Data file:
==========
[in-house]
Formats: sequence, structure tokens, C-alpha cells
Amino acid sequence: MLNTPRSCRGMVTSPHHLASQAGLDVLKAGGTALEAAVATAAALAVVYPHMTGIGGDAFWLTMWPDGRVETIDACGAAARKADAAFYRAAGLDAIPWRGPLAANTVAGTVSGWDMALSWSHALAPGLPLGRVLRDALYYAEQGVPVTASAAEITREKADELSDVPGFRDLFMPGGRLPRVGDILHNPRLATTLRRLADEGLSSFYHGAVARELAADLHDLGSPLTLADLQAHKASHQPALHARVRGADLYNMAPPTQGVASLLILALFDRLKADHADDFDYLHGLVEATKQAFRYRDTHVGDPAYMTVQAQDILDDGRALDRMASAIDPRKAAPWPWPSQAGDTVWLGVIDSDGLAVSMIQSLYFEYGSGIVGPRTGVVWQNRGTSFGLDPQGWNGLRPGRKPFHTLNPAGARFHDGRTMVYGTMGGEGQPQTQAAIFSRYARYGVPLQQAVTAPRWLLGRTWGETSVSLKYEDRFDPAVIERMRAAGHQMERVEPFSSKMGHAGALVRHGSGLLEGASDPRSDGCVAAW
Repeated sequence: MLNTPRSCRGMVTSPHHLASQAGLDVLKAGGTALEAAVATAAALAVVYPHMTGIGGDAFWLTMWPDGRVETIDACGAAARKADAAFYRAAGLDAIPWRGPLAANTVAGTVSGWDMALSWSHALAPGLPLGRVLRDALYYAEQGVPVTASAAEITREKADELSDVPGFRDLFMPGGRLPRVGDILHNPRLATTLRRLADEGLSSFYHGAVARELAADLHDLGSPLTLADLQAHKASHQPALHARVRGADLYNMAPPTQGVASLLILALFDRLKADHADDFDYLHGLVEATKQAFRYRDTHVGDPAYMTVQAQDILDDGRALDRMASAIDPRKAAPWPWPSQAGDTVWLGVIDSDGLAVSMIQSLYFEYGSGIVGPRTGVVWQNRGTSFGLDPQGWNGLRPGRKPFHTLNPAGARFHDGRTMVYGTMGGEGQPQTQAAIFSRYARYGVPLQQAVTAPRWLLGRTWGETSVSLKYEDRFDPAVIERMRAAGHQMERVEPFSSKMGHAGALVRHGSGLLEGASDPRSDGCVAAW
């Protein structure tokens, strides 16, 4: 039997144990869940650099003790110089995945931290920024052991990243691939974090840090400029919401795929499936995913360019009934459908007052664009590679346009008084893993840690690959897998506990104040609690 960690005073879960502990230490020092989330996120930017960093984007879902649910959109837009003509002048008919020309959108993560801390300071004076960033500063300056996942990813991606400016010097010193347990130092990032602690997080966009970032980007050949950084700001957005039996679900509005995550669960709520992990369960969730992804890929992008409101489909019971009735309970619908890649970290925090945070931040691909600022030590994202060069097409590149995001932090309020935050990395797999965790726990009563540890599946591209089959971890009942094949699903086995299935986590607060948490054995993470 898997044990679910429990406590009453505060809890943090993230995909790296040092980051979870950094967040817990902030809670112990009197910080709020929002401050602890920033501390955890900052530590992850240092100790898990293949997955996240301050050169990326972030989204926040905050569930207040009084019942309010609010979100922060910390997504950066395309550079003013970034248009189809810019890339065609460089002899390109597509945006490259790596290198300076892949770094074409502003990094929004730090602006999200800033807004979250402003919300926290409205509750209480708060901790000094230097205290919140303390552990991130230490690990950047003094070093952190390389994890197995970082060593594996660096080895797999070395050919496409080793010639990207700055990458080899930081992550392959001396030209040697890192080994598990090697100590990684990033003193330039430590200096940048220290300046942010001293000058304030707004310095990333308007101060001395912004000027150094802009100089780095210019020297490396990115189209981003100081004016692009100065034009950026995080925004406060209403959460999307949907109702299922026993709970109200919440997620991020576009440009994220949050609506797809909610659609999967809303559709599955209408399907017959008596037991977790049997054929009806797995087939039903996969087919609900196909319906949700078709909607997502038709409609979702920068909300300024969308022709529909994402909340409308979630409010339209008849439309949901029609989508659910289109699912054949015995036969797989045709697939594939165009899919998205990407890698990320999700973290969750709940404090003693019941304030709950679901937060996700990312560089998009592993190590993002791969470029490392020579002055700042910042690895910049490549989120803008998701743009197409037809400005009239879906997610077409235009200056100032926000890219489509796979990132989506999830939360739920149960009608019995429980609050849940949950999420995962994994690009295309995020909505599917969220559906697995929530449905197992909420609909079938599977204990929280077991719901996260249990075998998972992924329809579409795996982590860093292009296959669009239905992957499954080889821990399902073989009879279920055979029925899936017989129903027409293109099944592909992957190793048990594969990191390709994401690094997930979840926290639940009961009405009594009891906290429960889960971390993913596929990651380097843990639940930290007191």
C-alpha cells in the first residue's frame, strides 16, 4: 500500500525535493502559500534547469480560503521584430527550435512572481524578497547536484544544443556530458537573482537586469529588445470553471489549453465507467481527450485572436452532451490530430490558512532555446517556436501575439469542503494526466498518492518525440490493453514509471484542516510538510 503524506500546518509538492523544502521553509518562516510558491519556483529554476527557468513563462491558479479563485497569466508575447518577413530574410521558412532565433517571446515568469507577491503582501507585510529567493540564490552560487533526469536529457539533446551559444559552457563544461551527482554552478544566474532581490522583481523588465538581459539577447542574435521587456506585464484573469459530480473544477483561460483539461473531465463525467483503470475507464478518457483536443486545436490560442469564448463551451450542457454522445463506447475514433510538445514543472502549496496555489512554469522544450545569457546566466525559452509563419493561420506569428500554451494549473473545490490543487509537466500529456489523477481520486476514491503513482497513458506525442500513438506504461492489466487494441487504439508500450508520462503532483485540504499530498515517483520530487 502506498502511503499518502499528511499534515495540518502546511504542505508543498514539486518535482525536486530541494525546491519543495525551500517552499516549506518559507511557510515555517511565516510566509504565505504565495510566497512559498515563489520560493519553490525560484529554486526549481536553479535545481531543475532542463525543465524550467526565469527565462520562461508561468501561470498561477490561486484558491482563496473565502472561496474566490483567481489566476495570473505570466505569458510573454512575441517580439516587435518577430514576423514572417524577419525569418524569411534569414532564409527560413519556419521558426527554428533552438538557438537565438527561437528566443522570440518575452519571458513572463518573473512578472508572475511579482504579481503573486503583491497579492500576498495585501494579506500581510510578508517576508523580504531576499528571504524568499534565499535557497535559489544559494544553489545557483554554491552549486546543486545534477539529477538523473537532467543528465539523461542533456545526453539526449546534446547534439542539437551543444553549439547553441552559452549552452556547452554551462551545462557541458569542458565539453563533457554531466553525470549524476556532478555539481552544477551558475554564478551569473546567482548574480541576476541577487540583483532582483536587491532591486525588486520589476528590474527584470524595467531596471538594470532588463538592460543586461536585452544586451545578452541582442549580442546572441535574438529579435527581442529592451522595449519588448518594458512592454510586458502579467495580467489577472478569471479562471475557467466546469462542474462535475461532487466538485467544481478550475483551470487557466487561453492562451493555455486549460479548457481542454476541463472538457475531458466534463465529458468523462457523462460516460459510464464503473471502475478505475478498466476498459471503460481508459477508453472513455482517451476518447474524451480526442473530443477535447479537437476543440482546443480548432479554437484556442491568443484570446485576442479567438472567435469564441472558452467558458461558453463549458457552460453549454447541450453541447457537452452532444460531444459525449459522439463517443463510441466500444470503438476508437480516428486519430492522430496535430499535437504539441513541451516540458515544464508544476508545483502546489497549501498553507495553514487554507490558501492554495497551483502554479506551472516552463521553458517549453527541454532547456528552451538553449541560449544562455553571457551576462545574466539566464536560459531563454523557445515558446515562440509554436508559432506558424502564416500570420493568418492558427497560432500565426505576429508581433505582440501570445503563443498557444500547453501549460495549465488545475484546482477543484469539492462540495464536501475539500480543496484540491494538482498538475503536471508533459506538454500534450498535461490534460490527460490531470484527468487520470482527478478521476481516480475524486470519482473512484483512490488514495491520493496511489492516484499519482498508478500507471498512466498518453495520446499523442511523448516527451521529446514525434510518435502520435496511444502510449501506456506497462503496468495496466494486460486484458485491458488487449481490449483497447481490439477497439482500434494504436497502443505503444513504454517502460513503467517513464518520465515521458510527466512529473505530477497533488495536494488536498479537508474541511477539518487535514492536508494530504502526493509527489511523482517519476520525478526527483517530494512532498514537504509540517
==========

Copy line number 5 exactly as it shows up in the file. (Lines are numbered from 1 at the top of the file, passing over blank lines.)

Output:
């Protein structure tokens, strides 16, 4: 039997144990869940650099003790110089995945931290920024052991990243691939974090840090400029919401795929499936995913360019009934459908007052664009590679346009008084893993840690690959897998506990104040609690 960690005073879960502990230490020092989330996120930017960093984007879902649910959109837009003509002048008919020309959108993560801390300071004076960033500063300056996942990813991606400016010097010193347990130092990032602690997080966009970032980007050949950084700001957005039996679900509005995550669960709520992990369960969730992804890929992008409101489909019971009735309970619908890649970290925090945070931040691909600022030590994202060069097409590149995001932090309020935050990395797999965790726990009563540890599946591209089959971890009942094949699903086995299935986590607060948490054995993470 898997044990679910429990406590009453505060809890943090993230995909790296040092980051979870950094967040817990902030809670112990009197910080709020929002401050602890920033501390955890900052530590992850240092100790898990293949997955996240301050050169990326972030989204926040905050569930207040009084019942309010609010979100922060910390997504950066395309550079003013970034248009189809810019890339065609460089002899390109597509945006490259790596290198300076892949770094074409502003990094929004730090602006999200800033807004979250402003919300926290409205509750209480708060901790000094230097205290919140303390552990991130230490690990950047003094070093952190390389994890197995970082060593594996660096080895797999070395050919496409080793010639990207700055990458080899930081992550392959001396030209040697890192080994598990090697100590990684990033003193330039430590200096940048220290300046942010001293000058304030707004310095990333308007101060001395912004000027150094802009100089780095210019020297490396990115189209981003100081004016692009100065034009950026995080925004406060209403959460999307949907109702299922026993709970109200919440997620991020576009440009994220949050609506797809909610659609999967809303559709599955209408399907017959008596037991977790049997054929009806797995087939039903996969087919609900196909319906949700078709909607997502038709409609979702920068909300300024969308022709529909994402909340409308979630409010339209008849439309949901029609989508659910289109699912054949015995036969797989045709697939594939165009899919998205990407890698990320999700973290969750709940404090003693019941304030709950679901937060996700990312560089998009592993190590993002791969470029490392020579002055700042910042690895910049490549989120803008998701743009197409037809400005009239879906997610077409235009200056100032926000890219489509796979990132989506999830939360739920149960009608019995429980609050849940949950999420995962994994690009295309995020909505599917969220559906697995929530449905197992909420609909079938599977204990929280077991719901996260249990075998998972992924329809579409795996982590860093292009296959669009239905992957499954080889821990399902073989009879279920055979029925899936017989129903027409293109099944592909992957190793048990594969990191390709994401690094997930979840926290639940009961009405009594009891906290429960889960971390993913596929990651380097843990639940930290007191």